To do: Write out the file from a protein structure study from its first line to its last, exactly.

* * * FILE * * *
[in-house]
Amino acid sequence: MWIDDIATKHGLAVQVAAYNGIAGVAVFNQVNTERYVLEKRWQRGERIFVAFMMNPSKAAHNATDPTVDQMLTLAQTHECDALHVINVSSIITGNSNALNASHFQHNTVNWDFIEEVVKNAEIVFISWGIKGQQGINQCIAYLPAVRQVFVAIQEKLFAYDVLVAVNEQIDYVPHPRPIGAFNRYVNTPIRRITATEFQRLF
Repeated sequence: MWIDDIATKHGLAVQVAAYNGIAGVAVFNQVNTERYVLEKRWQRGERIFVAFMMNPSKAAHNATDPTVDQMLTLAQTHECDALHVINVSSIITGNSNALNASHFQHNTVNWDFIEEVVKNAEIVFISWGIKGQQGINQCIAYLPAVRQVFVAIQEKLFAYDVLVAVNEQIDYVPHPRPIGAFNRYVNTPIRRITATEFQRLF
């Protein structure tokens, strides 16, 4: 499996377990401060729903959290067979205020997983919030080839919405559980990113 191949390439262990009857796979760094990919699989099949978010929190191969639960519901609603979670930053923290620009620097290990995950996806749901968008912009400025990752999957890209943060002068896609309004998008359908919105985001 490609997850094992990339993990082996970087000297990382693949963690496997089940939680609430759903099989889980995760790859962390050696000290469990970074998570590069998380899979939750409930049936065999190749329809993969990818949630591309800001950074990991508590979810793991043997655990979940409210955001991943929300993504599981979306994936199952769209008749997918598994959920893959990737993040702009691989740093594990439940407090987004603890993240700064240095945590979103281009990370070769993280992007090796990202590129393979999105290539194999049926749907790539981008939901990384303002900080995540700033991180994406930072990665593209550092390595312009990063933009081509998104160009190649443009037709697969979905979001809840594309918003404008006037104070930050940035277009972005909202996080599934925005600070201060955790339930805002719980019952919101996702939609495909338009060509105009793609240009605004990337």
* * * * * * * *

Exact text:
[in-house]
Amino acid sequence: MWIDDIATKHGLAVQVAAYNGIAGVAVFNQVNTERYVLEKRWQRGERIFVAFMMNPSKAAHNATDPTVDQMLTLAQTHECDALHVINVSSIITGNSNALNASHFQHNTVNWDFIEEVVKNAEIVFISWGIKGQQGINQCIAYLPAVRQVFVAIQEKLFAYDVLVAVNEQIDYVPHPRPIGAFNRYVNTPIRRITATEFQRLF
Repeated sequence: MWIDDIATKHGLAVQVAAYNGIAGVAVFNQVNTERYVLEKRWQRGERIFVAFMMNPSKAAHNATDPTVDQMLTLAQTHECDALHVINVSSIITGNSNALNASHFQHNTVNWDFIEEVVKNAEIVFISWGIKGQQGINQCIAYLPAVRQVFVAIQEKLFAYDVLVAVNEQIDYVPHPRPIGAFNRYVNTPIRRITATEFQRLF
């Protein structure tokens, strides 16, 4: 499996377990401060729903959290067979205020997983919030080839919405559980990113 191949390439262990009857796979760094990919699989099949978010929190191969639960519901609603979670930053923290620009620097290990995950996806749901968008912009400025990752999957890209943060002068896609309004998008359908919105985001 490609997850094992990339993990082996970087000297990382693949963690496997089940939680609430759903099989889980995760790859962390050696000290469990970074998570590069998380899979939750409930049936065999190749329809993969990818949630591309800001950074990991508590979810793991043997655990979940409210955001991943929300993504599981979306994936199952769209008749997918598994959920893959990737993040702009691989740093594990439940407090987004603890993240700064240095945590979103281009990370070769993280992007090796990202590129393979999105290539194999049926749907790539981008939901990384303002900080995540700033991180994406930072990665593209550092390595312009990063933009081509998104160009190649443009037709697969979905979001809840594309918003404008006037104070930050940035277009972005909202996080599934925005600070201060955790339930805002719980019952919101996702939609495909338009060509105009793609240009605004990337």